Determining the time since deposition of a biological stain can provide essential information to a police investigation; indicating either when a crime occurred, or whether the biological evidence was deposited at the time of a known crime event. Bloodstains are one of the most important biological evidence types to forensic investigators. This research has used reverse transcription quantitative PCR to examine the relative expression ratio (RER) between different types of blood-specific markers, with the aim of developing a method to estimate the age of bloodstains. Targets included three mRNA markers (HBA, PBGD, HBB) and two microRNA markers (miR16, miR451), along with three reference genes (18S rRNA, ACTB mRNA, U6 snRNA). Blood samples from 10 individuals were deposited onto cotton swabs and stored at room temperature to simulate natural ageing. When samples reached a series of desired age points, total RNA was extracted. Analysis of the degradation rate of individual RNAs showed they exhibited unique degradation profiles during the nine-month storage interval, where miRNAs and U6 were shown to be more stable than other markers. The RERs show a non-linear relationship with bloodstain age, and were shown to be useful for bloodstain age estimation.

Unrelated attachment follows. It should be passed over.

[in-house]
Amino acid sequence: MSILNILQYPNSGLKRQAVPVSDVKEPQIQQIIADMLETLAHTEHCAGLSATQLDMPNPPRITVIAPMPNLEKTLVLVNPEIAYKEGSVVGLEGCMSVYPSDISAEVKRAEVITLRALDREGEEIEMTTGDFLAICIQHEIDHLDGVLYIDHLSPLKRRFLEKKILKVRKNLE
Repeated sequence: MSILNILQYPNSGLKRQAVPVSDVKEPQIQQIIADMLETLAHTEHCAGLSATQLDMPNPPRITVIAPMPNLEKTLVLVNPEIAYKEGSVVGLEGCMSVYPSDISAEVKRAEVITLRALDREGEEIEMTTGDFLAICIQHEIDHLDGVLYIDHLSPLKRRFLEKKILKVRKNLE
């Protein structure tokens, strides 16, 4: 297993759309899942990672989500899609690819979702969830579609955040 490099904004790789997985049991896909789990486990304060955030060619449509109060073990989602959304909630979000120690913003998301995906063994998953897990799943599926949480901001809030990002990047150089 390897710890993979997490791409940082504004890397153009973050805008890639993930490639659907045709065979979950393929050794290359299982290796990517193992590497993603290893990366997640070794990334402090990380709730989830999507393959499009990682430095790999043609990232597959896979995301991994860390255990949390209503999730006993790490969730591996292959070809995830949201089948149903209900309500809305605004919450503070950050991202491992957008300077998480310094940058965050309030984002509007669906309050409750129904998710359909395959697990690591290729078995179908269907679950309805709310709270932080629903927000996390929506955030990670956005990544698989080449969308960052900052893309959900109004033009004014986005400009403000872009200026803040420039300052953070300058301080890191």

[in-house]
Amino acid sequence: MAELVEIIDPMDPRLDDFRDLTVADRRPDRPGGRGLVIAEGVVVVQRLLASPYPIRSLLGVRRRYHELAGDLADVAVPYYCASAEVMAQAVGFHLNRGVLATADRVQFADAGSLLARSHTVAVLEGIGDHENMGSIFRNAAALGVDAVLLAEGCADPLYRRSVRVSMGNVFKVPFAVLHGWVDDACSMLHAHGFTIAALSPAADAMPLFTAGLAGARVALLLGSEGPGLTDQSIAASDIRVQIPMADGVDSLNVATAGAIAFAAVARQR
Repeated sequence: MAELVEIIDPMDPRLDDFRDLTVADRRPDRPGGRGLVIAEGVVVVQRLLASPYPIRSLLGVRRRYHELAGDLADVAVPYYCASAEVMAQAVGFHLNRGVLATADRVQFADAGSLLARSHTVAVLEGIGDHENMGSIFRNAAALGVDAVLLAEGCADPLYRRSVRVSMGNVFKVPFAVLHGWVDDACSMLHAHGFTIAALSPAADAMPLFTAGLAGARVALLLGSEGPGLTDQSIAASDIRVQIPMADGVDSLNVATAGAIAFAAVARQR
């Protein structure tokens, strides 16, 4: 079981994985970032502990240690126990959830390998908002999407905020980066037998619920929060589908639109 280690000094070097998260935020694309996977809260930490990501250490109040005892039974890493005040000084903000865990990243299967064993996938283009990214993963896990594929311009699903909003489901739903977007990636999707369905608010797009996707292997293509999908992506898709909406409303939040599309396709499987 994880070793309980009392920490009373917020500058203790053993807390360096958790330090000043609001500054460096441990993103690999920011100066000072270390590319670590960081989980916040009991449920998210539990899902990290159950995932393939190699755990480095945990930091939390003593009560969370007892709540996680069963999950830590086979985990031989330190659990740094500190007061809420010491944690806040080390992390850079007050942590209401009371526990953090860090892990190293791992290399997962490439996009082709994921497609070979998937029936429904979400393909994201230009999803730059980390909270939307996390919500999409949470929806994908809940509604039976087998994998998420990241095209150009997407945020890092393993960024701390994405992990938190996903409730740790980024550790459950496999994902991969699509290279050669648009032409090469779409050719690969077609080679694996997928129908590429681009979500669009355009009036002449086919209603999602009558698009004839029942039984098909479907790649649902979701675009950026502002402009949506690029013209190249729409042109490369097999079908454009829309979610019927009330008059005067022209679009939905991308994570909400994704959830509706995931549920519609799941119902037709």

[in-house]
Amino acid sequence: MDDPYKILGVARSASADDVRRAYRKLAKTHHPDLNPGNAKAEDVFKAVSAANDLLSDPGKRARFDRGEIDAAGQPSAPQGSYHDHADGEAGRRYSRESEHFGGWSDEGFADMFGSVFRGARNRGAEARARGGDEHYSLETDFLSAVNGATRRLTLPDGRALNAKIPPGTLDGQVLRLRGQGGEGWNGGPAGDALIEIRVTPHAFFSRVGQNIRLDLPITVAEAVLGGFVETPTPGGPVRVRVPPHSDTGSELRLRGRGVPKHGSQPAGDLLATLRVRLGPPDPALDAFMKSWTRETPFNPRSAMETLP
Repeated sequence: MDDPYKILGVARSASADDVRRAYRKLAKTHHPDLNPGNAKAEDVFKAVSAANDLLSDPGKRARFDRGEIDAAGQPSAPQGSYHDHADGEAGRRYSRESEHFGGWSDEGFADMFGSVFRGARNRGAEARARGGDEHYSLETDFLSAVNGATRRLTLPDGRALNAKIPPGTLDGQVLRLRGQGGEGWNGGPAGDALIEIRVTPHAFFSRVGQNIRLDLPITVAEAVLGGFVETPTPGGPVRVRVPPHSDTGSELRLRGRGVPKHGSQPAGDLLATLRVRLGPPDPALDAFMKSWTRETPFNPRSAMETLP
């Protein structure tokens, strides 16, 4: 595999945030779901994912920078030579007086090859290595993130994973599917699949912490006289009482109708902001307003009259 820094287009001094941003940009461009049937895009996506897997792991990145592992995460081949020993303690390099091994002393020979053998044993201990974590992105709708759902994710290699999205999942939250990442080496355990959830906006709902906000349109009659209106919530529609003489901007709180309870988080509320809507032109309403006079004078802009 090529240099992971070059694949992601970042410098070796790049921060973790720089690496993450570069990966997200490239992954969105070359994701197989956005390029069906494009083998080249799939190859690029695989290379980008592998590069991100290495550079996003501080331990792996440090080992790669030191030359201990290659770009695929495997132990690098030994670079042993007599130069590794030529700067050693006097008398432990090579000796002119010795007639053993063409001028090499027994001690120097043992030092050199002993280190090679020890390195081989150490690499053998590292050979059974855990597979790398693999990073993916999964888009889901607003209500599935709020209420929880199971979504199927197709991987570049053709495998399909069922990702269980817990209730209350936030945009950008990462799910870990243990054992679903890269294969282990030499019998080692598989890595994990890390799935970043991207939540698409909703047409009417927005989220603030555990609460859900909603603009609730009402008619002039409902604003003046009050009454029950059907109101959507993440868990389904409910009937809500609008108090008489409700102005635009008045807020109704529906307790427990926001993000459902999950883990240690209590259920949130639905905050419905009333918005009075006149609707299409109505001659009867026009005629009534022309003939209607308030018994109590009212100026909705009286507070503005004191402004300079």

|Number of pages||3|
|Journal||Forensic Science International: Genetics Supplement Series|
|Early online date||22 Sep 2017|
|Publication status||Published - 31 Dec 2017|
- blood-specific markers
- relative expression ratio